The Board of Commissioners on Thursday passed an ordinance that will require, for the first time, food cart pod operators to provide carts with clean drinking water, control for pests, and provide enough trash and recycling, among other obligations.
The vote allows Environmental Health to begin crafting specific rules — a process officials hope to finish by the end of the year. A committee composed of food cart and cart pod operators, as well as government partners and health officials, will guide that work. Enforcement would begin in early 2020.
“I am honored to lead a team of folks who think most directly about equity and environmental justice as we serve our community,” said Environmental Health Director Jae Douglas, Ph.D. “Most often our strategies are about understanding the data, thinking carefully about the actions we take. But part of our work is about enforcing rules, ensuring the community is healthy, safe, sustainable for everyone.”
Mobile unit inspectors had been reporting trouble when investigating violations such as rat infestations or wastewater spills in locations with multiple carts, finding it difficult to identify which cart or carts might be contributing to the problem. The county’s Food Service Advisory Committee elevated those concerns to the Board of Commissioners in 2017, asking commissioners to require pods to obtain licenses and be subject to oversight.
Chair Deborah Kafoury thanked the more than 20 business owners, pod operators and government partners who helped developed the ordinance recommendations. They included PDX 671, Churros Locos, and Pleasant Peasant, City Center Parking, Piknik Park, Cartlandia, and Portland Mercado, staff from the cities of Portland and Gresham and volunteers on the Multnomah County Food Services Advisory Committee.
“It takes time and resources to step away from the daily operations of a business, especially carts that are often owner-operated,” Kafoury said. “It shows you have done a good job and people are really interested in making sure these regulations work.”
Commissioners praised what they called a comprehensive process that incorporated voices from industry and public health.
“I’m really glad we’re doing this. We really love [food cart pods] but we want to make sure we’re following the good rules of public health,” said Commissioner Jessica Vega Pederson. “Thank you for all your work on this and for a big public outreach process. This was a really thorough development.”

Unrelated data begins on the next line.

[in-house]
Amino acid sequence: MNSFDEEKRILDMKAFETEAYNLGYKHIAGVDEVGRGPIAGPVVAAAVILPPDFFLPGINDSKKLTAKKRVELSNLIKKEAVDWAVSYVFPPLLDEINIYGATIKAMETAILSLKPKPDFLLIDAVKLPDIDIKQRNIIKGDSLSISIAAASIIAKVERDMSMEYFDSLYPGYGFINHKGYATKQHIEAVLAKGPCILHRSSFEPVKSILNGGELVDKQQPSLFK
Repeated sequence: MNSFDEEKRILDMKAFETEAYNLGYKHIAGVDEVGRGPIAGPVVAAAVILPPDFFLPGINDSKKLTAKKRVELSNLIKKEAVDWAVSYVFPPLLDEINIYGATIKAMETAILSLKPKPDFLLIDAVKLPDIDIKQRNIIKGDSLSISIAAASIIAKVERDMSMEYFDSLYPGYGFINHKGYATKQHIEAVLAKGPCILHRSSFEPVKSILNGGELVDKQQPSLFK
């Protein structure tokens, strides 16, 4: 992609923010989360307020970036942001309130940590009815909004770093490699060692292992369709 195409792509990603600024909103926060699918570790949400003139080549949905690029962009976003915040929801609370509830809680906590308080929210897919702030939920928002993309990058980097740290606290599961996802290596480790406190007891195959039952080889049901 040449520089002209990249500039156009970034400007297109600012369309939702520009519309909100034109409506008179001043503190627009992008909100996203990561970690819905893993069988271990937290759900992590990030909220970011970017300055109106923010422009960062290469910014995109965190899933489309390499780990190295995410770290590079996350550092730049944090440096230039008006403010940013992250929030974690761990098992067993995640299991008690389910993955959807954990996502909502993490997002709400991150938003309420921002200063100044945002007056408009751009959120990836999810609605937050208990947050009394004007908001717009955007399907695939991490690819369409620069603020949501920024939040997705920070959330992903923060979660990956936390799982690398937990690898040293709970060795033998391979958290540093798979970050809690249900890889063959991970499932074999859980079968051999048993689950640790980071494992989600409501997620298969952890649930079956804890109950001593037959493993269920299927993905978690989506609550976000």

Vega Pederson asked for one point of clarification: Are single carts apart from pods subject to similar sanitation rules?
“That cart would still be inspected to address the same issues,” Douglas said.
“In a group, it can be difficult to identify where problems are coming from,” inspection supervisor Jeff Martin said. “With a single cart it’s easier to target the problem.”
Richard Stein, owner of the Hillsdale Food Park in Southwest Portland, said he welcomes the oversight.
“As an owner of a pod, I too was wondering why the County wasn’t coming to check on the status of my property,” he said. “I think this is a good idea and I support what you’re doing.”
He raised a couple of concerns he said he hopes the rulemaking committee considers.
“Keep in mind, each pod is different. I caution against a one-size-fits-all rules,” he said. “There should be some language that allows for uniqueness.”
He also asked how pods operating in open space can effectively control for rats in areas that are surrounded by other businesses that may also attract rodents.
Commissioner Lori Stegmann said that was a good question.
“I have a rat living in my garage. They’re everywhere,” she said. “So how do you control for that?”
Douglas explained that pods will be required to develop a plan to control and deter pests, including rodents. But those plans will be unique to each pod, and developed with support from her team at Environmental Health.